Sierra Leone — Colonial Geological Surveys 1947–1956

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From Dixey, F. 1957. Colonial Geological Surveys 1947–1956: a review of progress during the past ten years. Colonial geology and mineral resources. Bulletin supplement No. 2. London: HMSO.
Field activities of the Sierra Leone Geological Survey. Geological Survey staff at work with Banka drill, Kilimi River, about 4 miles west of Findokhuri, Tambakha Yobanji Chiefdom. Photo: J. V. Buller. Plate XIII.
Field activities of the Sierra Leone Geological Survey. Trench dug by Geological Survey in laterite and rotted rock to ascertain nature of contact south-west of Saionya Scarp. Photo: J. V. Buller. Plate XIII.
Areas mapped, or in course of mapping, by Sierra Leone Geological Survey. In addition, a small triangular area of about 20 sq. miles in the Yana district (top NW of diagram, adjacent to French Guinea border) is being mapped on scale 1 : 62,500. Text-fig. 11.

Sierra Leone

The first Government Geological Survey of Sierra Leone was formed in 1918, when Dr. F. Dixey was appointed Government Geologist. In the course of three field seasons he determined the main outlines of the geology of the country and published its first geological map, but the Survey was disbanded on financial grounds in 1921. A few years later the late Sir Albert Kitson, when Director of Geological Survey of the Gold Coast, advised the Government of Sierra Leone that the geology of the country, as revealed by the work of Dr. Dixey, appeared to be favourable for the occurrence of mineral deposits and would justify a further examination, and early in 1926 Dr. N. R. Junner was seconded from the Gold Coast for this purpose. He met with rapid success, and discovered the high-grade haematite iron-ore deposits near Marampa, alluvial gold in streams near Masumbiri in the Simiria Chiefdom, and alluvial platinum in streams draining the basic igneous complex of the Colony in the vicinity of York. In 1928, a Geological and Mines Department was established and Dr. Junner was appointed its first Director with one Assistant Geologist. During the next two years, extensive reconnaissance geological surveys of the country revealed the extent of the schist areas of the Sula Mountains and the Kangari Hills and of the Kambui and Nimini Hills and of further mineral deposits associated with these rocks, including the Tonkolili haematite iron-ore deposits, the chromite deposits near Hangha and Senduma, and a number of new discoveries of alluvial gold. Alluvial diamonds were found in the Gbogboro stream in Kono District.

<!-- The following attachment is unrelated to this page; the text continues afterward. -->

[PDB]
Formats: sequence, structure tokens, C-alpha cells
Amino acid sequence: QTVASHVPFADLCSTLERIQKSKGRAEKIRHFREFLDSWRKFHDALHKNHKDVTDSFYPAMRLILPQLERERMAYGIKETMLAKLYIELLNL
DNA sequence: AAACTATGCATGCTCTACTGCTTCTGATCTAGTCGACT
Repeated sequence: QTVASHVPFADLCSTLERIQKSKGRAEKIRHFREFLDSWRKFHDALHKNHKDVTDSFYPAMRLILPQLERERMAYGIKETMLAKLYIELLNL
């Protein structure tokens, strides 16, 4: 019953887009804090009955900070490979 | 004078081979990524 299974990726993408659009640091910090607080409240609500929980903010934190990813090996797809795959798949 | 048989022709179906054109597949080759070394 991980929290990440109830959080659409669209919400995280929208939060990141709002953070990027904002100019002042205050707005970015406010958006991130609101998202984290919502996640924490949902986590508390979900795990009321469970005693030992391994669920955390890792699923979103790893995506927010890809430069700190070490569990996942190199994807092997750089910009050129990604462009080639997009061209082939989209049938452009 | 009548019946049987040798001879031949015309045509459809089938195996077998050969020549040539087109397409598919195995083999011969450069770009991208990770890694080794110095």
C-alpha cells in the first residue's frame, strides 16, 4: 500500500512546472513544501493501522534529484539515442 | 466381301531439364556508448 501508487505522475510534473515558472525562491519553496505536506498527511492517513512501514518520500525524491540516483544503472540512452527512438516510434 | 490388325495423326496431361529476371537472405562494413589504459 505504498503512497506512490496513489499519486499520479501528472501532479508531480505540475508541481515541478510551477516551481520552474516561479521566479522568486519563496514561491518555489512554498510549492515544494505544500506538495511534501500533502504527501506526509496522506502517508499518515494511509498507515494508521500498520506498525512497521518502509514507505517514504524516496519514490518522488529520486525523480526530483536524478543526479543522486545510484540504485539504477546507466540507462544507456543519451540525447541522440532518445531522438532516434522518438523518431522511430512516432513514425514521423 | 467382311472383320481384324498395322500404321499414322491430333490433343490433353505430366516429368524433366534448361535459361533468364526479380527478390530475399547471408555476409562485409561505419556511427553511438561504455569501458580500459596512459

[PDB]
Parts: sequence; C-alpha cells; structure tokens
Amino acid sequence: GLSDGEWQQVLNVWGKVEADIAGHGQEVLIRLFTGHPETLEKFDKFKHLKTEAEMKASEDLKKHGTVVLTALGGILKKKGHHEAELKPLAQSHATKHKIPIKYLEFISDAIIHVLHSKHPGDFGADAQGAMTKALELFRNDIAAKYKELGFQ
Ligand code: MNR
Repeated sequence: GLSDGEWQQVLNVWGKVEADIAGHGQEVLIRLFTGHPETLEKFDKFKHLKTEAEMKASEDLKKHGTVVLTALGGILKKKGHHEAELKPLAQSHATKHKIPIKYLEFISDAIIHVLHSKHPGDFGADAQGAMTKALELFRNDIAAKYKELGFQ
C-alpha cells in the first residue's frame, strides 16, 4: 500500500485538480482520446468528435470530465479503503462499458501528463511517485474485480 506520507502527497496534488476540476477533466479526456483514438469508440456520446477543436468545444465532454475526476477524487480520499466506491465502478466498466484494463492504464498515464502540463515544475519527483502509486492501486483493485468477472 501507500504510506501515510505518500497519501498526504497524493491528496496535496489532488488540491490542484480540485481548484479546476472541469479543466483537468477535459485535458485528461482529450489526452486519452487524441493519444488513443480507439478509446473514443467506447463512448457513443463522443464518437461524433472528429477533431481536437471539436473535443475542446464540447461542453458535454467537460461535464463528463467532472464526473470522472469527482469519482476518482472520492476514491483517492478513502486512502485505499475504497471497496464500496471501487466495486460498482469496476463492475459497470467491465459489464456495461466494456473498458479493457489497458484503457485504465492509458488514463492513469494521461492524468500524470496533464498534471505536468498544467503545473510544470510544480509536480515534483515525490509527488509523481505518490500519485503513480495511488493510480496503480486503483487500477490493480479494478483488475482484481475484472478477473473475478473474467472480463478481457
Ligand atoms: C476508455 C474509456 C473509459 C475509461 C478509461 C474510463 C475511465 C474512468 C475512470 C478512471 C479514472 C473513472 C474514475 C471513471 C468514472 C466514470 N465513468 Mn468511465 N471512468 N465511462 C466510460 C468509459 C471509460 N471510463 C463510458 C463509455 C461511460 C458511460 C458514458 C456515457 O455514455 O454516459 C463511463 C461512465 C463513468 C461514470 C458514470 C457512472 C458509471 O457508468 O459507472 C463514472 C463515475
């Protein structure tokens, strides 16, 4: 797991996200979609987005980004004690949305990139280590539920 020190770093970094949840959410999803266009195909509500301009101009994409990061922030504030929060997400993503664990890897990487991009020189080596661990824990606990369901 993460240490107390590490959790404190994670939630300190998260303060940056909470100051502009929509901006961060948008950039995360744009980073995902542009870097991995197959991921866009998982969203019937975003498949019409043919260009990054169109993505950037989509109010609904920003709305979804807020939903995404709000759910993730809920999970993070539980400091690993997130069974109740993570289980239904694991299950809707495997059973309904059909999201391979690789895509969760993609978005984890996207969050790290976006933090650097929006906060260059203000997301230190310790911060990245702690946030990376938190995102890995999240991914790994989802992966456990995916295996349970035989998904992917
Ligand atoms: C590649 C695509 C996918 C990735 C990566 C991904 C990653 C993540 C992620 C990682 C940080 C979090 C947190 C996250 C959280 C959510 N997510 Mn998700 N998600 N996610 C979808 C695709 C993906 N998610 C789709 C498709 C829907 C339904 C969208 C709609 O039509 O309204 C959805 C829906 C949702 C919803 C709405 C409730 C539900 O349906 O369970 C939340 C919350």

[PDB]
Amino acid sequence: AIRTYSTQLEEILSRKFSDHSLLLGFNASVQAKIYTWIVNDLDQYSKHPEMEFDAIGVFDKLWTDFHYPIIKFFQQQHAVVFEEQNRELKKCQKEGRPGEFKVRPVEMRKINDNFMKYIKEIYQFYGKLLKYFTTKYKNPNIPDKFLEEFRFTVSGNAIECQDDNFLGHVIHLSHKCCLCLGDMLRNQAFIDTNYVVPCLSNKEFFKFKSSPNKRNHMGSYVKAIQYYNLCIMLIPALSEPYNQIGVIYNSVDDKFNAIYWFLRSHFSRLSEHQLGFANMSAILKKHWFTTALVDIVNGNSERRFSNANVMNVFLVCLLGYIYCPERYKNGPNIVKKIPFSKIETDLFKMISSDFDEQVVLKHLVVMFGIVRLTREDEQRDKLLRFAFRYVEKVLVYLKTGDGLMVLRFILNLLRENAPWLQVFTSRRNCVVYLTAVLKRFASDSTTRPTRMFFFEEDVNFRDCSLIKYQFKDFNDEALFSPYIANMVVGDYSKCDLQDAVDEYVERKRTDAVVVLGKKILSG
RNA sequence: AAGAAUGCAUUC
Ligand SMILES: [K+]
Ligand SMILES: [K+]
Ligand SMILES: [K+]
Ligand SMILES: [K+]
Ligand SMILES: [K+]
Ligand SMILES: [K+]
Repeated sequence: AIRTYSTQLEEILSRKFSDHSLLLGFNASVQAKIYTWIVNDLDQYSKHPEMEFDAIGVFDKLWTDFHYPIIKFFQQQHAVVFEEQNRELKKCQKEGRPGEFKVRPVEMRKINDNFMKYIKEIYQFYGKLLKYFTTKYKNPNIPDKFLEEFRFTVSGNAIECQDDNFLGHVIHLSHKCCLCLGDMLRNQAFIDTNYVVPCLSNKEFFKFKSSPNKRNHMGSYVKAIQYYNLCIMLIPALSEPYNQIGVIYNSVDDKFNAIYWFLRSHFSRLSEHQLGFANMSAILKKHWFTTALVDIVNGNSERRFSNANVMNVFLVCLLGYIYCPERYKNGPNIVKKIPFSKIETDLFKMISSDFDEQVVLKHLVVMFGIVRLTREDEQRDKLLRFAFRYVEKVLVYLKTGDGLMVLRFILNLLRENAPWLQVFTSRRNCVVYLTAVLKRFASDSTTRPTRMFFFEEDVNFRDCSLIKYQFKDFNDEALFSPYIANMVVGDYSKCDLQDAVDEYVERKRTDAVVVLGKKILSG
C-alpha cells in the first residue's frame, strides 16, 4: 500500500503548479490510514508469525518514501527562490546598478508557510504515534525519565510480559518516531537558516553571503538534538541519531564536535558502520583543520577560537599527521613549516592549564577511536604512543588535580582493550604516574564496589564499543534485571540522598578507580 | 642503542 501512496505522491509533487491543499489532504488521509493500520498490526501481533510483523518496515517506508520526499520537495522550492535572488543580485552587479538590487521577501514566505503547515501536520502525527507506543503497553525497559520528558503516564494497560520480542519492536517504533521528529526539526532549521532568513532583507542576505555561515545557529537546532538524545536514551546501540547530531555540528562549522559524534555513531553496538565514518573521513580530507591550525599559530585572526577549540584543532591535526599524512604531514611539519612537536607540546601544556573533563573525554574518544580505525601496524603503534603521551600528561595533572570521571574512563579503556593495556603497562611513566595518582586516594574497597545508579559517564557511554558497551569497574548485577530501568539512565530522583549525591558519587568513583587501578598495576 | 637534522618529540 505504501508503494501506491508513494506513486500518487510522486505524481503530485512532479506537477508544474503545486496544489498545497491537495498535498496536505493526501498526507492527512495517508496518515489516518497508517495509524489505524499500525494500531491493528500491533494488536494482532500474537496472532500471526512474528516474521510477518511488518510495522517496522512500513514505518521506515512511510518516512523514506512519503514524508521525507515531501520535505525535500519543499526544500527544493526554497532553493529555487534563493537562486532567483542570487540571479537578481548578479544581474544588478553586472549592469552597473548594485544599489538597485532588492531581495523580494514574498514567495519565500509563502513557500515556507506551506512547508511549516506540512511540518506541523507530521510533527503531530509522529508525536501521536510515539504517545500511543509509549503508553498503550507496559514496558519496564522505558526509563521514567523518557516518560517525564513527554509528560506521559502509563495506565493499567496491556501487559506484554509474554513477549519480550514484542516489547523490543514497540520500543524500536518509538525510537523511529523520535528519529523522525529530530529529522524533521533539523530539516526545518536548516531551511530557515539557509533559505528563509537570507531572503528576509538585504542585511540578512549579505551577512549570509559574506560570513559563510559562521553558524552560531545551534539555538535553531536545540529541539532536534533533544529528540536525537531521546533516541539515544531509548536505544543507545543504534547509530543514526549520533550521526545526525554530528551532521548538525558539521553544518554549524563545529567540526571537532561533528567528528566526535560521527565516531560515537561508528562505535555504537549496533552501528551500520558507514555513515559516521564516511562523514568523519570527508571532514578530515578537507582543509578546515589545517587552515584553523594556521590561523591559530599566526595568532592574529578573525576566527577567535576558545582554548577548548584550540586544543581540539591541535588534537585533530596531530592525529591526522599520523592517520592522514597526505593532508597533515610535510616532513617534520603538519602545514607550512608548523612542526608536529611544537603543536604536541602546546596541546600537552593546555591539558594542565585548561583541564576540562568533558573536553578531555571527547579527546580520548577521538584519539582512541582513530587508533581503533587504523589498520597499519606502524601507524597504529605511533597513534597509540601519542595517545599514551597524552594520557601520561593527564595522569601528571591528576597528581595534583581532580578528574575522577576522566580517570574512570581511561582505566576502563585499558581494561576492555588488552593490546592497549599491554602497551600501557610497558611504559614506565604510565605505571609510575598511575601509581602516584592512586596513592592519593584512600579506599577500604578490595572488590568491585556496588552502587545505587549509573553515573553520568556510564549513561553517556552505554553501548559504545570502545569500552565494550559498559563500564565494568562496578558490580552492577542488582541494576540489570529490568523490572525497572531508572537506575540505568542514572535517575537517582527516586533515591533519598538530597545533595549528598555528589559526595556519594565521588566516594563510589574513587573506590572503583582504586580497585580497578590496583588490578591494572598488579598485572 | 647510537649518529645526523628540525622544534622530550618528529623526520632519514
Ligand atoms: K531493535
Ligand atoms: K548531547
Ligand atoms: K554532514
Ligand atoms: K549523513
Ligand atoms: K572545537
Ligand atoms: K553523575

A mining industry had been established in Sierra Leone when, towards the end of 1930, Dr. Junner returned to the Gold Coast on promotion to the post of Director of that Survey. The Geological Survey of Sierra Leone carried on its work, however, with one officer, Mr. J. D. Pollett. Further areas of schist were found and outlined in the course of his reconnaissance surveys, and new deposits of minerals were discovered, including the main haematite iron-ore deposit of the Tonkolili area at Simbili Hill, alluvial diamonds both in the Kono District and in the valley of the Moa River near Kenema, alluvial gold in many localities, and extensions of the chromite areas between the Kambui and Gori Hills. Conditions became very difficult during the financial crises of the early 'thirties, when expenditure was cut to a bare minimum, and in 1937 Mr. Pollett was seconded to the Provincial Administration for six months to take charge of a District—an office which he again held from just before the outbreak of war in 1939 until mid-1944. During these periods the work of the Geological Survey was thus discontinued. Mr. Pollett was later recalled to Geological Survey duties with the special task of investigating lignite deposits discovered earlier by the Survey in the vicinity of Yema, and, during the next few years, work was largely confined to this investigation and to the examination of the brickmaking qualities of the clays associated with the lignites. In 1949 a grant from Colonial Development and Welfare funds was approved for a considerable expansion of geological surveys in Sierra Leone, and two geologists were appointed. A block of buildings in the former Royal Air Force camp at New England was taken over and converted to offices and laboratories for the new Geological Survey.

At the end of 1946, or the beginning of the review period, the Geological Survey of Sierra Leone consisted of only one geologist. By the end of 1956, however, there were twelve qualified officers, comprising 1 director, 1 assistant director, 4 geologists, 1 geologist-chemist, 1 mining geologist, 1 petrologist, 1 diamond driller, 1 draughtsman and 1 prospector.

Before 1947 enough geological work had been done in Sierra Leone by F. Dixey, N. R. Junner and J. D. Pollett to permit of the preparation of provisional geological maps on the scales of 1 : 1,000,000 and 1 : 250,000. Since then, all mapping has been to a scale of 1 : 63,360 or larger, the main areas being shown in Table 5 below:

Table 5 Principal areas being mapped in Sierra Leone During 1947–56

Geological Map Sheets Equivalent Sheets of 1 in. Topo. Survey Scale of Geological Maps Area Mapped Geologically (sq. miles) Remarks
Sula Mts. and Kangari Hills, Sheets 1–5 21, 22, 30, 31, 32, 41, 42, 52, 53, 63, 64, 75, 76 1 : 50,000 1,600 In the press.
Yana NW 2 1 : 62,500 20 Mapping begun.
Kambia SW and SE 26, 27, 38 1 : 62,500 130 Mapping begun.
Geology of

Colony Complex

2 (vicinity of Freetown) 1 : 63,360 170 Completed in MS.
Kambui Hills 78, 89 1 : 50,000 10 Mapping begun.
Gola Forests 99, 100, 107 1 : 50,000 100 Mapping begun.